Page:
Law allows businesses and churches to stay open in certain emergencies under same guidelines

Act No. 2021-160
by Rep. Jamie Kiel, R-Russellville

Beginning July 1, 2021, businesses and places of worship can continue to operate in a pandemic, epidemic or bioterrorism event, as long as they comply with safety precautions issued by the governor, a state agency or a local government. The Alabama State House also can remain open to the public while the Legislature is in session during a declared emergency, under Act No. 2021-160.

The governor signed the legislation by Rep. Jamie Kiel, R-Russellville, into law Tuesday, April 7, 2021.

All businesses or places of worship have to be treated equally,” Kiel said during debate. “If the rule is six feet apart and masked, a business or church can remain open under same the rule.”

In a statement after the bill’s passage, he said, “This bill creates a level playing field for all businesses so that if one business can be open under certain guidelines that are sent down by the governor, then all businesses could be open under those same guidelines. This legislation gives Alabamians confidence that all businesses and religious institutions who follow proper guidelines will be able to stay open in future public health outbreaks.”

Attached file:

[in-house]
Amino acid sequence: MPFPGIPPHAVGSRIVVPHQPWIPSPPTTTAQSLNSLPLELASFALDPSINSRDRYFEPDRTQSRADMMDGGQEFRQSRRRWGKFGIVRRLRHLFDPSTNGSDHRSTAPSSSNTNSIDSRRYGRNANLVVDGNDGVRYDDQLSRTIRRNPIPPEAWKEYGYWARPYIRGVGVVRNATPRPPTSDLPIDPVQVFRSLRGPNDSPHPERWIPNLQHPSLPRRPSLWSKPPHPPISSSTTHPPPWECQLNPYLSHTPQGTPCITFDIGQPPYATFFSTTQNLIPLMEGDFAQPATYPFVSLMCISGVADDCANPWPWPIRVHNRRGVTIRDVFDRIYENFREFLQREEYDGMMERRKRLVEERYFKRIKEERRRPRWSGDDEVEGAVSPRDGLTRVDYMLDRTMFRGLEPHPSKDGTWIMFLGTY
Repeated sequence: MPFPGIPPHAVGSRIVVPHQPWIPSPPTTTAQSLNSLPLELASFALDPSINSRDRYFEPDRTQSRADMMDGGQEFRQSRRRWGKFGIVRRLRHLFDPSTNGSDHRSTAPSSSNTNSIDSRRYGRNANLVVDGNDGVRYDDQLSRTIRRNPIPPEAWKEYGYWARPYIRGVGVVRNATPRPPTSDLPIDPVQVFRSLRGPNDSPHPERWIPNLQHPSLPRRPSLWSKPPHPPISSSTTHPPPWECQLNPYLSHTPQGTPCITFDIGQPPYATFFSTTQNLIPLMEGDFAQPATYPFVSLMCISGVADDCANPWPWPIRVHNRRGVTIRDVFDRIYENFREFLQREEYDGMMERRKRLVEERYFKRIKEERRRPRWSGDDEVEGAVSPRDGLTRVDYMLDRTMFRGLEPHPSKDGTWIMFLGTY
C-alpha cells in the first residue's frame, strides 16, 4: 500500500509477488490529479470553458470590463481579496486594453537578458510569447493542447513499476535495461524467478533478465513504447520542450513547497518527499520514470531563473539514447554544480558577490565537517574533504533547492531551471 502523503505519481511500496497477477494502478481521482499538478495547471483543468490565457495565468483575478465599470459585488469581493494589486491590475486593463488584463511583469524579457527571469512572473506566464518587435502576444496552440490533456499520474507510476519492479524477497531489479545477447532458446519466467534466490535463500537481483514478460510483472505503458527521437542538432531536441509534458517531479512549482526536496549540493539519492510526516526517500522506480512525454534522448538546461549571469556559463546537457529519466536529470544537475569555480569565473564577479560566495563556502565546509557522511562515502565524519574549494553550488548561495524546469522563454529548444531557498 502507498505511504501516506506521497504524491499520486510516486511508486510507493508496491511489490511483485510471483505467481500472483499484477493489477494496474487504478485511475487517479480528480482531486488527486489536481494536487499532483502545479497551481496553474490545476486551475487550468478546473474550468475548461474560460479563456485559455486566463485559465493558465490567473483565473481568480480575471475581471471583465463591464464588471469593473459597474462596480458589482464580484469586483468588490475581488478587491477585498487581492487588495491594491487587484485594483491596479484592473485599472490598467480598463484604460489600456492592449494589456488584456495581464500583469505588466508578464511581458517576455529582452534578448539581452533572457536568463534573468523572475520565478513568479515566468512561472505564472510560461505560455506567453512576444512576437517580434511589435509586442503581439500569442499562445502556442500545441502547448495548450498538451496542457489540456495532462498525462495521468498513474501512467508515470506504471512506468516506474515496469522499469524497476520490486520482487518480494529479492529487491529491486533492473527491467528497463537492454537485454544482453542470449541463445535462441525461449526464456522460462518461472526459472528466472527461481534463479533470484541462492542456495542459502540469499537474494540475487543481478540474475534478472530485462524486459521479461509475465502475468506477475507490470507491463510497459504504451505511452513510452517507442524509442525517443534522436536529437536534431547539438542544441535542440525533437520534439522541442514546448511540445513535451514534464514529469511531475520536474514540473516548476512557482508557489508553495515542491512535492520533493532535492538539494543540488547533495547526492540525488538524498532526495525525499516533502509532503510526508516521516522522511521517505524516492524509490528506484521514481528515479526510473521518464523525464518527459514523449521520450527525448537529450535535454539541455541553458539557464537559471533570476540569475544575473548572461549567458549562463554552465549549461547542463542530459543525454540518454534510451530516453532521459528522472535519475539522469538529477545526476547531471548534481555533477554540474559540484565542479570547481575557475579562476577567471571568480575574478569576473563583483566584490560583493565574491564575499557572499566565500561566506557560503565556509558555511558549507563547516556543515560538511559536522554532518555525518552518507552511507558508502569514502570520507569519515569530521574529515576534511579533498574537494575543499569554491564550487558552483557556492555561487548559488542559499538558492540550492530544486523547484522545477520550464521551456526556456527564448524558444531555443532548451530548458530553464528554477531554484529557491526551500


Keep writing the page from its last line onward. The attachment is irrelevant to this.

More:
Sen. Garlan Gudger, R-Cullman, who carried the bill in the Senate, told senators, “If you’re a small business person, this is your No. 1 bill.” Gudger and his family own Alabama Retail Association member Southern Accents, an architectural antiques and salvage business in downtown Cullman. “This legislation ensures that small businesses in future pandemics won’t be told that they aren’t essential enough to stay open,” he said in a statement.

Rep. Danny Garrett, R-Trussville, who served as chairman of the Small Business Commission Emergency Task Force created in the response to COVID-19, earlier said, “what (the task force) found was that by forcing consumers into a few large locations, the state created superspreading events.” He said if more businesses had stayed open, adherence to guidelines would have been better.

The law also makes it so “the governor cannot use the Alabama Emergency Management Act of 1955 to preclude this law,” Kiel said.